Sure, a significant percentage of your employees might want to come back to office but are they critical to your organization to take the risk of letting them in, is the question to ask by People Ops and decide on a strategy. Think about segmenting your employees by their ability to work remotely and their level of productivity as well as check if they are in a business-critical function role.
You may have to devise batches depending on the number of employees that want to come back and if you have multiple meetings, it would be imperative to decide who comes in on which day for ensuring a safe comeback without overcrowding.
Download return to office checklists by Daniel Penn Associates here.
Is your office design suited for the post-pandemic workplace?
According to Mercer's report on the design of work, creating 6-feet or 10-feet personal perimeter areas will be the golden standard moving forward. It may be common to have diagonally-facing cubicles with glass partitions everywhere. Solving for sanitizer stations after every block will also need to be a consideration. Instead of carpets and soft fabrics that carry more risk of breeding viruses and other infectious agents, offices will need to plan to replace them with hard, cleanable surfaces that are easy to maintain.
Think of contactless equipment everywhere, automated doors, QR code scanning at various places, colors to decode safety exits, guidelines posted across the office for employees to know what do during a pandemic emergency if someone was found positive or showed symptoms during office hours.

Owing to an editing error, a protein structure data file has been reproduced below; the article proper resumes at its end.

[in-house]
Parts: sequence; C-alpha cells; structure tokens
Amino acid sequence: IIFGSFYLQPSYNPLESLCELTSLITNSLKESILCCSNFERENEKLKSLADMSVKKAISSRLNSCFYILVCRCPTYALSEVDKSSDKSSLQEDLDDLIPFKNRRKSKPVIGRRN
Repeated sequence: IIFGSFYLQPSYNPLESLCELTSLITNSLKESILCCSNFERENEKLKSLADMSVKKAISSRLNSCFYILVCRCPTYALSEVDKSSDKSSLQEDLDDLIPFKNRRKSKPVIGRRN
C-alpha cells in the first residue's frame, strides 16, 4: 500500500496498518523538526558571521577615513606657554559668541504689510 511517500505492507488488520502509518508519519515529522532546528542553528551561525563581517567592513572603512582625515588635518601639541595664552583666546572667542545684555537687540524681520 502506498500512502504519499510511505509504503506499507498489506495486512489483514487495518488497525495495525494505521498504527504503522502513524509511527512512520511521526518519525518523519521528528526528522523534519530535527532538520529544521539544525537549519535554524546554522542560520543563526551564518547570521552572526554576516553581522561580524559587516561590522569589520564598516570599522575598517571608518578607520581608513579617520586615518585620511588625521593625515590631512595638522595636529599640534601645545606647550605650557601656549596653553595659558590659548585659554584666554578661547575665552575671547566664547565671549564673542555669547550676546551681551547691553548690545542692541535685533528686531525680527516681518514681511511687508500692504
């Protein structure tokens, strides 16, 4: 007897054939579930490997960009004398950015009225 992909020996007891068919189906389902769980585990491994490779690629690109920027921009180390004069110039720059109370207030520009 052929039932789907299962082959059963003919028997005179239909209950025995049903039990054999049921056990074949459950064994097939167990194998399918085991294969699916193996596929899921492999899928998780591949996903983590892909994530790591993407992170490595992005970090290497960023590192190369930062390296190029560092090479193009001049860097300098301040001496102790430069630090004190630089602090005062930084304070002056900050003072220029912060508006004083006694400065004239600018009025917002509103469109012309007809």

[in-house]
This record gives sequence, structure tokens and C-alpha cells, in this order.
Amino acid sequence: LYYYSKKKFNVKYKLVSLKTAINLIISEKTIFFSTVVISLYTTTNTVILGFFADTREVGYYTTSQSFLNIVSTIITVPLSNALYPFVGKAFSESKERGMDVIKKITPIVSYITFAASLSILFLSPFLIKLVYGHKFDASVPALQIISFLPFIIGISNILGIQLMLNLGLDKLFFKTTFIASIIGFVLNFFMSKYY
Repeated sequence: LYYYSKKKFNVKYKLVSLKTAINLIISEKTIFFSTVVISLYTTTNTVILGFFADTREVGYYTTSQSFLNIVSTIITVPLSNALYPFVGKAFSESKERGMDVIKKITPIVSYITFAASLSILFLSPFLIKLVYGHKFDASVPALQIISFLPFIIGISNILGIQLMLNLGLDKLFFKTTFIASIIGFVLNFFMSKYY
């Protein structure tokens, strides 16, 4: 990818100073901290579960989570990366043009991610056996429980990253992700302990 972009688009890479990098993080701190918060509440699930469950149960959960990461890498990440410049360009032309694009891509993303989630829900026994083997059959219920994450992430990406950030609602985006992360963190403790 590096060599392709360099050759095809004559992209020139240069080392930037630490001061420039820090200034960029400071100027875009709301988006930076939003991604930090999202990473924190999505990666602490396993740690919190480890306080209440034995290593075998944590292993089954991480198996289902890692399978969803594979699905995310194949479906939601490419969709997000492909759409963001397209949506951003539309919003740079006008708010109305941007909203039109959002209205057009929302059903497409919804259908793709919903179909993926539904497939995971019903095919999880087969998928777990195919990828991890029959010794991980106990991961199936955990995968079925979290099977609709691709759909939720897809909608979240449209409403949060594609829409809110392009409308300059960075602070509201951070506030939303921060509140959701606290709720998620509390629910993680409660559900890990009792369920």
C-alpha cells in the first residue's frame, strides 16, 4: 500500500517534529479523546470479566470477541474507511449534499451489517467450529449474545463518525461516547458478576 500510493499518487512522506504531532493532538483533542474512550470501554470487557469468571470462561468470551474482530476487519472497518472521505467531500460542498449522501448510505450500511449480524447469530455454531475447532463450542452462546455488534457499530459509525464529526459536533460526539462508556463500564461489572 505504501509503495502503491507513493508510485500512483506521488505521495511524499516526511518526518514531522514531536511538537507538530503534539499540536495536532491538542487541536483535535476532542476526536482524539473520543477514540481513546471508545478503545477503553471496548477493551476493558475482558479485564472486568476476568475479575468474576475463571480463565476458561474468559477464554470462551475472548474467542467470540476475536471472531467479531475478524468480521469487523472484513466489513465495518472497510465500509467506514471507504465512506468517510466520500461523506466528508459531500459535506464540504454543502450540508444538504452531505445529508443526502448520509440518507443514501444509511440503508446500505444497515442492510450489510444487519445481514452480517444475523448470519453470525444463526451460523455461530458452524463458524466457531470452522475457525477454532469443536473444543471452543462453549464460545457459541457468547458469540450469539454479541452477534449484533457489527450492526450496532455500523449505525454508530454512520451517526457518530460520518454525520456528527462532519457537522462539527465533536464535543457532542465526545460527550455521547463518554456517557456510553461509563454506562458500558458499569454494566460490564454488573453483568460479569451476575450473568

How to communicate with your employees
Org-wide communication of important information with your employees is the obvious norm but more so maybe the transparent and open communication of making everyone aware about the risks we face and about mental well being which is the most pertinent topic of all.
People Operations must bring to the forefront all the awkwardness around sensitive topics and clearly talk about the different way they are tackling it or plan to. Communication on future plans must not be held back till the last moment but instead constant communication even though it may be a repeat should be done consistently and regularly.
Use tools like peopleHum to make announcements easily through our mobile app for Android and iOS.
How to train your management for workforce re-entry
People Operations already looked at training their leaders and team managers to effectively solve the pandemic related problems of emergencies, healthcare for families, mental wellbeing of their teams and constantly engaging them with positivity by doing fun events outside of work.
Now as we plan to return to offices, it is imperative for managers to learn how to cope with anxiety related to office healthcare measures, meeting employees face-to-face, getting ready to face the commute hour. Even the minutest of things can affect employees in some way or the other - managers must be trained by People Ops to handle them with sensitivity and utmost care as we have turned into a fragile population in many ways.
Return To Office solutions like peopleHum can help implement such courses for managers for agile management and training before you plan workforce re-entry.
People Operations must now not only align with HR to revise policies and guidelines but also think broadly of the consequences they may have on employees while charting them out. It helps to think that the worst of the pandemic may be behind us and we can together plan to improve wellbeing of our employees.
Don't just plan for the short-term though, inherit resiliency and sustainability for the long haul to shield your workplace from any biological disaster that may arise in the future. Leverage tech and tools like peopleHum that can help not only help your HR and People Ops but even your employees ease into their diverse and flexible roles during tough times.